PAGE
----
The Evolution of the Cloud – End-User as a Service (EUaaS)

October 4, 2014 in Uncategorized by Brad Kessler  |  7 Comments

The Smart Office Powered by LiteCloud's EUaaS

By: Brad Kessler, CTO – LiteCloud

Cloud and hosted infrastructure solutions are quickly becoming the norm for the Small and Medium Business (SMB) market.  Customers are quick to relinquish control of their aging infrastructure and closet-turned-server room for highly reliable virtualized infrastructure housed in state-of-the-art data centers.  This evolution fueled by better bandwidth, higher reliability, and the ability to eliminate lifecycle frustration has led to a fundamental change in the SMB IT landscape.

So what is the next evolution?
How can SMBs gain further efficiencies?
What more can the Cloud provide?

The answer is simply – End-User as a Service (EUaaS).

What is EUaaS you ask? EUaaS is a fully managed cloud-hosted enterprise IT solution. With EUaaS a single provider delivers the following capabilities:

  • Desktop as a Service (DaaS) Hosted Virtual Desktops
  • Hosted Unified Communications (Voice, Video) Service
  • Hosted Active Directory Services
  • Hosted File and Print Services
  • Hosted Application Services (DB, Customer Applications)
  • Hosted Exchange (Email and Calendar) and Web Services
  • Hosted and Managed Backup and Disaster Recovery
  • Hosted Fully Managed and Monitored Firewall, IDS/IPS, Anti-Virus/Anti-Malware, and Remote Access VPN Service
  • Meets Compliance for HIPAA, PCI, GLBA, SARBOX, Etc.
  • Hosted Enterprise Management, Logging, and Monitoring
  • 24/7 Helpdesk and Technical Support
  • Certified Engineers for Systems, Network, Storage, Security, Etc.
  • Continuously Modernized Best-in-Class Hardware, Software, and Networks
  • Available Anywhere
  • Cloud-Managed On-site Customer Network (Wired and Wireless)
  • Cloud-Managed Thin or Diskless Client Workstations
  • Cloud-Managed IP Phones
  • 100% Guaranteed Uptime or Money Back

***NO Servers***
***NO Storage/SAN***
***NO Network Expenses
***NO Backups or Tapes***
***NO Licensing***
***NO Phone System/PBX***
***NO Yearly Maintenance***
***NO Server Closets***
***NO Lifecycle Upgrades***

EUaaS allows customers to move into a new office or call a provider and have network, diskless terminals, phones, and a fully managed suite of back end services to include hosted desktops, email, web services, file services, application services, collaboration services, feature-rich IP telephone service, and options to reliably host critical business applications with minimal onsite hardware and little to no capital expense. Combine that with the peace of mind of knowing all data is secure, monitored, managed, and backed up to help guarantee 100% availability.  EUaaS will help customers to greatly reduce the costs and headaches associated with IT.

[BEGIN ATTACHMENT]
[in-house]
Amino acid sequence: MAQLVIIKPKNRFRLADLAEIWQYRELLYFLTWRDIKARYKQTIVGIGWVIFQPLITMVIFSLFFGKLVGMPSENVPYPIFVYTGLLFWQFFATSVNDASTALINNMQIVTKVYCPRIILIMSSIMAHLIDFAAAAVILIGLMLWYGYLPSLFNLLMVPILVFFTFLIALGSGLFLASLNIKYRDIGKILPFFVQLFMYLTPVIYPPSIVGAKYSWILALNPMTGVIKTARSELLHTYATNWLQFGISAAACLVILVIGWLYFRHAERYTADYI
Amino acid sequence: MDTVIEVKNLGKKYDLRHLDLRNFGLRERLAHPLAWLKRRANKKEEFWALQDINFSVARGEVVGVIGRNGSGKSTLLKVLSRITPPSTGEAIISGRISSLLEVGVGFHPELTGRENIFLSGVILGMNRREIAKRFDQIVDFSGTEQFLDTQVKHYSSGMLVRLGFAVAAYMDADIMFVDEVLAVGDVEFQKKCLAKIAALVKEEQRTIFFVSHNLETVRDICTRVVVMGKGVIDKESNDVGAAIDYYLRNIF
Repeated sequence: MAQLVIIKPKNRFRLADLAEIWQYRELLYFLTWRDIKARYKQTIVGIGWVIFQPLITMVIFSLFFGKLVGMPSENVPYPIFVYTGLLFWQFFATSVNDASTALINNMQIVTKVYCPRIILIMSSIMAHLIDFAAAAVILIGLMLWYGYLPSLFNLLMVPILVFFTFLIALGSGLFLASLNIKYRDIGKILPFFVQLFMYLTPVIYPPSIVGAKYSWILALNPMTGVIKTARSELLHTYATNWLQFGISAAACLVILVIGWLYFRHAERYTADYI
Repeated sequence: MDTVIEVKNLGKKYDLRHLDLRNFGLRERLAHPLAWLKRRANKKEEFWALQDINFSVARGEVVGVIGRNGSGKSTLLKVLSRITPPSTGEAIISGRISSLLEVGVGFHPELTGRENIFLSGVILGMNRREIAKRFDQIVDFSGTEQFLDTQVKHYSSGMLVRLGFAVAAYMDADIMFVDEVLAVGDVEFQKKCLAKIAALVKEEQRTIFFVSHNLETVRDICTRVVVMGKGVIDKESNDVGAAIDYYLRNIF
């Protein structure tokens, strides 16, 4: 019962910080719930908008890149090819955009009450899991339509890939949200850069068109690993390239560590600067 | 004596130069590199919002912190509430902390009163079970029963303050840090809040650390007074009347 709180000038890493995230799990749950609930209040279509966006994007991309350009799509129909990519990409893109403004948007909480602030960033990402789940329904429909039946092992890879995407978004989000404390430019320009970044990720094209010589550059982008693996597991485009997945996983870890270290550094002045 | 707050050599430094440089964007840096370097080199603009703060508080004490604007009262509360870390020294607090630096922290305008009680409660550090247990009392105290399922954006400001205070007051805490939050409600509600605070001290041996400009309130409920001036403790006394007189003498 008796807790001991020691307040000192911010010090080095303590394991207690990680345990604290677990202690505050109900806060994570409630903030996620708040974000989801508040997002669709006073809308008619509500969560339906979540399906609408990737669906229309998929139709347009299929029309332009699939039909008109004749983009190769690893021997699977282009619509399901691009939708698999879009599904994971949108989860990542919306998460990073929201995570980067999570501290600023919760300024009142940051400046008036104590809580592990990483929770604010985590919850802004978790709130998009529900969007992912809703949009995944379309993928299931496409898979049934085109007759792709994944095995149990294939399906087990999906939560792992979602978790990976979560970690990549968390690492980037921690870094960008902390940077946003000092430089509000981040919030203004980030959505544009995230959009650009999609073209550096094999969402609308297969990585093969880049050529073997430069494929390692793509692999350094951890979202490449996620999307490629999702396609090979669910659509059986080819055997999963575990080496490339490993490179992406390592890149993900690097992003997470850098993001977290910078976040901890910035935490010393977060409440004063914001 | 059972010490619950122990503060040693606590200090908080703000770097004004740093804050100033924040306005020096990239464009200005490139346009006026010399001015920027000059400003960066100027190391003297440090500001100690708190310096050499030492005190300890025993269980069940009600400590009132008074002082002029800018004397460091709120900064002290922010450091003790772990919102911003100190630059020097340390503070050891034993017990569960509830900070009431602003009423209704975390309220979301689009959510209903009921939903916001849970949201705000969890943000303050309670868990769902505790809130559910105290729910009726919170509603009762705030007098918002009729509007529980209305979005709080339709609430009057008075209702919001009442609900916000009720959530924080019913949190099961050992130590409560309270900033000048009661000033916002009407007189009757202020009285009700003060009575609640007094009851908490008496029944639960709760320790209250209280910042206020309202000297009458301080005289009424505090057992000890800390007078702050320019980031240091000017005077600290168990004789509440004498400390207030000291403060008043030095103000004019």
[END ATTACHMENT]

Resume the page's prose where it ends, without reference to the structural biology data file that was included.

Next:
Stay Tuned for More about EUaaS…





Top 10 Drivers Towards The Cloud

September 6, 2014 in Uncategorized by Brad Kessler  |  7 Comments


1.  Enterprise Grade Hardware and Software

Many customers find themselves constantly wrestling with their IT budgets.  To implement and sustain operations customers are faced with constraints that lead them to purchase hardware that lacks redundancy and performance and software packages or versions that are limited in features.  Cloud operators must be ready for all types of customers and applications so large enterprise grade server farms, storage arrays, networks, security, and software are readily available.  By moving to the cloud, customers can pay only for what they utilize making access to a better class of IT services and platforms a reality.

2.  State-Of-The-Art Data Centers

Another common issue many companies suffer from is the closet-turned-server room is just not sufficient to run a true IT infrastructure.  These in no way compare to the mega data centers that cloud providers operate in.  Power to standard office spaces is not fed to the building redundantly, battery and generator backup are generally not available, cooling and humidity control are inadequate, and there is an increased risk of theft, vandalism, and fire.

3.  Multiple Transport and Internet Providers

Most customers are not willing to take on the expense of a multiple internet or transport service providers.  Access to customer buildings is most likely provided by the incumbent LEC or the franchise cable provider in the area leading to limited competition and lack of access path redundancy.  Cloud providers often operate out of data centers with diverse fiber paths that are serviced by multiple tier 1 transport and internet service providers.  Sufficient operational and backup capacity is a must to ensure the Cloud provider meets their SLAs.

4.  Scale on Demand